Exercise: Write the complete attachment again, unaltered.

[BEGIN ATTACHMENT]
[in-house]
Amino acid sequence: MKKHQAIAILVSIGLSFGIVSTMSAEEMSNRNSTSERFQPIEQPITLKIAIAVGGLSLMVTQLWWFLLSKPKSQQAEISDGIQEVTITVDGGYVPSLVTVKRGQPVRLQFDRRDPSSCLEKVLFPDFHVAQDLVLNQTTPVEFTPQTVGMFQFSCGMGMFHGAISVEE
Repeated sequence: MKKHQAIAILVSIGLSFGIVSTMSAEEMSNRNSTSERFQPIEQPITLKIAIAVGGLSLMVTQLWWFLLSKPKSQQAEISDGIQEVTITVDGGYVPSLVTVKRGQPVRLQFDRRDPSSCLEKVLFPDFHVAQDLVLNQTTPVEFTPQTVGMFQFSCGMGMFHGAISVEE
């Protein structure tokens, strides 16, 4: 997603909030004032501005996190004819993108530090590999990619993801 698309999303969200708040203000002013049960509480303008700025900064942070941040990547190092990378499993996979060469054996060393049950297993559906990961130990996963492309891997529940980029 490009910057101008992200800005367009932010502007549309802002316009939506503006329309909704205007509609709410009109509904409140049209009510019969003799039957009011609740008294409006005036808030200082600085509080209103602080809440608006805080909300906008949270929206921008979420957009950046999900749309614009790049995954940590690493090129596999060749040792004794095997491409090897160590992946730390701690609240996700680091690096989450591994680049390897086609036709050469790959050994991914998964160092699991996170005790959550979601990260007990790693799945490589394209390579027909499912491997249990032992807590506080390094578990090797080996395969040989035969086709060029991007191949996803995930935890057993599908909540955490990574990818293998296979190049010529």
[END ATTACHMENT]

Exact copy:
[in-house]
Amino acid sequence: MKKHQAIAILVSIGLSFGIVSTMSAEEMSNRNSTSERFQPIEQPITLKIAIAVGGLSLMVTQLWWFLLSKPKSQQAEISDGIQEVTITVDGGYVPSLVTVKRGQPVRLQFDRRDPSSCLEKVLFPDFHVAQDLVLNQTTPVEFTPQTVGMFQFSCGMGMFHGAISVEE
Repeated sequence: MKKHQAIAILVSIGLSFGIVSTMSAEEMSNRNSTSERFQPIEQPITLKIAIAVGGLSLMVTQLWWFLLSKPKSQQAEISDGIQEVTITVDGGYVPSLVTVKRGQPVRLQFDRRDPSSCLEKVLFPDFHVAQDLVLNQTTPVEFTPQTVGMFQFSCGMGMFHGAISVEE
């Protein structure tokens, strides 16, 4: 997603909030004032501005996190004819993108530090590999990619993801 698309999303969200708040203000002013049960509480303008700025900064942070941040990547190092990378499993996979060469054996060393049950297993559906990961130990996963492309891997529940980029 490009910057101008992200800005367009932010502007549309802002316009939506503006329309909704205007509609709410009109509904409140049209009510019969003799039957009011609740008294409006005036808030200082600085509080209103602080809440608006805080909300906008949270929206921008979420957009950046999900749309614009790049995954940590690493090129596999060749040792004794095997491409090897160590992946730390701690609240996700680091690096989450591994680049390897086609036709050469790959050994991914998964160092699991996170005790959550979601990260007990790693799945490589394209390579027909499912491997249990032992807590506080390094578990090797080996395969040989035969086709060029991007191949996803995930935890057993599908909540955490990574990818293998296979190049010529």